Meanwhile, in a town in Arizona made famous by an Eagles song, a covert government agent known as the Signalman meets with a very strange woman. The Signalman has been in this line of business for a long time; he’s seen a lot, but the events unraveling in his life and his world right now are a whole new variety of terror. He was at the ranch house and saw the end of it all there, while wearing a high-level contamination hazmat suit. The woman has information for him, she has seen so much and seems to know the future, next to her the Signalman feels like a small child, but he has to do his job. And do what he can to keep the wheel turning.

For a short novella, Agents of Dreamland has so much packed into it, it feels like a full novel, and by the end the reader may be wishing for another two hundred pages. Told through back and forth chapters, it’s a story that forces the reader to put the pieces together and it’s not until the very end that the full puzzle shows itself.

Originally written on April 28, 2017 ©Alex C. Telander.

To purchase a copy of Agents of Dreamland from Amazon, and help support BookBanter, click HERE.

Ostium Mini Episode – EMU #1: In the Beginning

Welcome to the Ostium offseason. In the first mini episode you get to meet one David Fothergill Attenborough Windsor, host of the new show Enigmatic Mysteries of the Unknown, talking about his discovery of something very strange.

Written and performed by Alex C. Telander.

If you want more Ostium, why not become a patron on our Patreon page, where for just $2 a month you’ll get access to an exclusive brand new mini episode every two weeks (and this includes all through the offseason); and during the regular season of the show you’ll get access to new episodes a full week before everyone else. Alternatively, you could also make a one-time donation and help support Ostium on our website.

And if you haven’t already, please leave us a review on iTunes or whichever app you listen to your podcasts on. Why not join me in reviewing one of the shows you listen to every #AudioDramaSunday.

If you’re looking for some other podcasts to listen be sure to check out our recs page.

See you in two weeks with another mini episode!

“New York: 2140” by Kim Stanley Robinson (Orbit, 2017)


Reading a nice, long Kim Stanley Robinson novel is like going on a great vacation: you have a decent idea where you’re going, you know it’s going to be for a while, you know you’re going to get up to some great adventures and have a great time, and you never want it to end. In his latest book, New York: 2140, from the cover and the title, the reader might think they have a good idea what they’re about to get stuck into, but this is a Robinson novel after all, so the reader may get a few things right, while others will be shocking and thrilling and completely surprising.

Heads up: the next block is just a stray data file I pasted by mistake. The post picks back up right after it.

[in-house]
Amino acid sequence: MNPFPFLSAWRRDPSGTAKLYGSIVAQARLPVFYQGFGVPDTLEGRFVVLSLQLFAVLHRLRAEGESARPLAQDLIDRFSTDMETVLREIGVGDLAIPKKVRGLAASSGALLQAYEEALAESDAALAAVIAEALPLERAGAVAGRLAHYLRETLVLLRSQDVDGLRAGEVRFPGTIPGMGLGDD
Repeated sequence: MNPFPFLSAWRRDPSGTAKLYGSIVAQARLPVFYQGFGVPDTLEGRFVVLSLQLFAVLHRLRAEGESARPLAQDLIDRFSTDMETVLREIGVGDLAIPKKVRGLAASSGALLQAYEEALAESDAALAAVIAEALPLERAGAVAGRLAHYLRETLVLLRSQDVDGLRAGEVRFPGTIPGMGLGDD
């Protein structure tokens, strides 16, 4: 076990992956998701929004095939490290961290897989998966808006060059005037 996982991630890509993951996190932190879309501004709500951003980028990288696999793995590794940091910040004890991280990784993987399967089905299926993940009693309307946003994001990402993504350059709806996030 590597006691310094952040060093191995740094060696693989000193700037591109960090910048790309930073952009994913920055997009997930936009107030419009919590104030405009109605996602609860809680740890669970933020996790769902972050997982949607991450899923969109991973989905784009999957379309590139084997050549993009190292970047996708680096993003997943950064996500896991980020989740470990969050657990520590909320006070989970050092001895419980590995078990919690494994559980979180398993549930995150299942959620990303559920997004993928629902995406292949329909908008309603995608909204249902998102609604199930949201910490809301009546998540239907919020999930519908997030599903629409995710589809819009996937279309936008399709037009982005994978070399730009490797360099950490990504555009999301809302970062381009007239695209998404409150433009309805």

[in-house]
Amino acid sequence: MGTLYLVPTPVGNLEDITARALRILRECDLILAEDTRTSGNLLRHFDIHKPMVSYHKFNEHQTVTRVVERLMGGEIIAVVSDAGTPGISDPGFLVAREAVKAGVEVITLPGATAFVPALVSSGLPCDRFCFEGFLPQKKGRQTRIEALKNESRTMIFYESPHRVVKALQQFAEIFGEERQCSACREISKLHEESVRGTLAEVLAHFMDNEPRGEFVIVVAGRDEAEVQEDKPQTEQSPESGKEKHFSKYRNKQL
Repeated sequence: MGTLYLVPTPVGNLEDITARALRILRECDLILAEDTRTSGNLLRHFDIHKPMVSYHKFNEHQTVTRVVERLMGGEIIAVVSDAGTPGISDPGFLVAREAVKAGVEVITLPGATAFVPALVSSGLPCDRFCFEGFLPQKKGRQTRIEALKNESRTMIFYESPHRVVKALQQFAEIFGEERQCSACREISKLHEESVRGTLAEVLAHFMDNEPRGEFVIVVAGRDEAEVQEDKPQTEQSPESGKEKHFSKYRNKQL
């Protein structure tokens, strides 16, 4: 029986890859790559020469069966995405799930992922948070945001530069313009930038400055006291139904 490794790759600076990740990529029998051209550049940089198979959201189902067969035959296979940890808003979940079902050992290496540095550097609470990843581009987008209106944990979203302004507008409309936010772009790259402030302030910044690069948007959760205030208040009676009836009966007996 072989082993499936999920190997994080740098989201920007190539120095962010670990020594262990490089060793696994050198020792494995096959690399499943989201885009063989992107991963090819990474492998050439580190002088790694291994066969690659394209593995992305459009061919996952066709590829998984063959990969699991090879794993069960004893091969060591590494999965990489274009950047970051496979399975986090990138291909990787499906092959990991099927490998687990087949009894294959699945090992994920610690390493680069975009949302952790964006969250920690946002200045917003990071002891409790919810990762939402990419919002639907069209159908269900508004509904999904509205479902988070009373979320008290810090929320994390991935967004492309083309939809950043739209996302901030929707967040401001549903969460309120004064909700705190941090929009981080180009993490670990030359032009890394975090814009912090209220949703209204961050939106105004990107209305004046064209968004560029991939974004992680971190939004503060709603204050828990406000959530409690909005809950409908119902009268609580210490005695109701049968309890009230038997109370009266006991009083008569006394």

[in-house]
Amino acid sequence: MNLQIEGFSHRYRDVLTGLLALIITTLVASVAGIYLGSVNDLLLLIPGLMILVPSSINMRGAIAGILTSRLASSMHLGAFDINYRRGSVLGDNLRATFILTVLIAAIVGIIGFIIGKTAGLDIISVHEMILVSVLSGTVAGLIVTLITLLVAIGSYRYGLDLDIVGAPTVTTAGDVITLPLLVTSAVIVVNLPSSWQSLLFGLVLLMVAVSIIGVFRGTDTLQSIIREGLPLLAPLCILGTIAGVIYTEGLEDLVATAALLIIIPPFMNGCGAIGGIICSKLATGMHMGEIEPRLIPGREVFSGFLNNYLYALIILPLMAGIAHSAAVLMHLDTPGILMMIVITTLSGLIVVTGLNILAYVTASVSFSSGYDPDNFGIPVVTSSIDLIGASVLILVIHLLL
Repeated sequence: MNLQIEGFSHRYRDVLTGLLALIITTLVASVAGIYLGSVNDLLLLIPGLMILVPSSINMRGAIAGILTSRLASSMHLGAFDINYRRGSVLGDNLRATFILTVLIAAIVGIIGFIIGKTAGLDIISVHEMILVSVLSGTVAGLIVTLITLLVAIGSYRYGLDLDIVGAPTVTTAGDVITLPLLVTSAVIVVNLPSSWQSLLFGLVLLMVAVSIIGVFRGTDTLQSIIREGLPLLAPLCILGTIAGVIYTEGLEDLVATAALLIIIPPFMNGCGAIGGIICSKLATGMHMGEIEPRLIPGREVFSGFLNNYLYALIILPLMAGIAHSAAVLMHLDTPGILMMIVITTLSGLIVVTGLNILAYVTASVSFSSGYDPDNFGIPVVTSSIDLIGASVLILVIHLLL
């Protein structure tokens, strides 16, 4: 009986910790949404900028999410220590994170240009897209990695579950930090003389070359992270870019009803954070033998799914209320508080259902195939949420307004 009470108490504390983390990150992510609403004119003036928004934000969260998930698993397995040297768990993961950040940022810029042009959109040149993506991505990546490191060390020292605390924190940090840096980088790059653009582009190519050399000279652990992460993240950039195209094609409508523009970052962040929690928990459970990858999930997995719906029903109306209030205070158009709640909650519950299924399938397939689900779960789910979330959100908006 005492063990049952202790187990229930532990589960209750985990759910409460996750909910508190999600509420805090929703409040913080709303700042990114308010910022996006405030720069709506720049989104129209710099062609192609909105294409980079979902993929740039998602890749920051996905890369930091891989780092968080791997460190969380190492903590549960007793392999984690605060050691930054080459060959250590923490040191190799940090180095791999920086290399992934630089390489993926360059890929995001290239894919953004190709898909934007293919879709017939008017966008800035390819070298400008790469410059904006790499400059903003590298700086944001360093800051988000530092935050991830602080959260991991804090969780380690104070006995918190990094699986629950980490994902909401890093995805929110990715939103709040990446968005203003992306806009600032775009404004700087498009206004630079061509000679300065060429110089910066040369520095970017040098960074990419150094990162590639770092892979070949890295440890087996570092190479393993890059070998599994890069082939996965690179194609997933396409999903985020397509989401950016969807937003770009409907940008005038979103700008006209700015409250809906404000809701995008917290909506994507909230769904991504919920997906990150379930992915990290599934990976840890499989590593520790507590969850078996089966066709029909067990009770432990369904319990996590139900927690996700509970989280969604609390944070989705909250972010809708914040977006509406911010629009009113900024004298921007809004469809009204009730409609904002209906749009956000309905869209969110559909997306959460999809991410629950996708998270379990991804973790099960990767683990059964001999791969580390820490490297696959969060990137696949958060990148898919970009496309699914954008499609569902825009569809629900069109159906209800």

Most science fiction novels involving a distant and changed future would begin with a long description on how this world got to be this way, but this author does it a little differently, introducing the main characters with P.O.V. chapters that educate the reader on the character and his or her background, and indirectly on the world, how it is and a little about how it came to be this way. Eventually there are chapters from a somewhat omniscient character looking to tell the reader how things went how over the last hundred and fifty years. In this way, Robinson eases the reader into his 600+ page book, like a multi-layer delicious cake where each layer entices you that little bit more.

Let’s introduce our lead players. There are the two friends, coders, who hatch an idea to shake up the entire world economy, and then they just disappear. There’s the market trader guy who does magical things with stocks and shares and makes plenty of money doing it; he’s used to getting things his way, money, women, power. There’s the internet star who travels around in her zeppelin trying to save animals and get herself on camera with or without clothes for her millions of viewers. A building super from Eastern Europe who is much more than that and excels at solving problems. There’s the cop, a detective, New York’s finest, who is always drowning in work, but that’s because she’s damn good at her job. And then there are the two boys who appear to be orphans and not registered anywhere, and they’ve just found something buried under the ground, beneath the waters, under the long stares of the semi-submerged skyscrapers. The characters find themselves drawn together in a most unusual journey.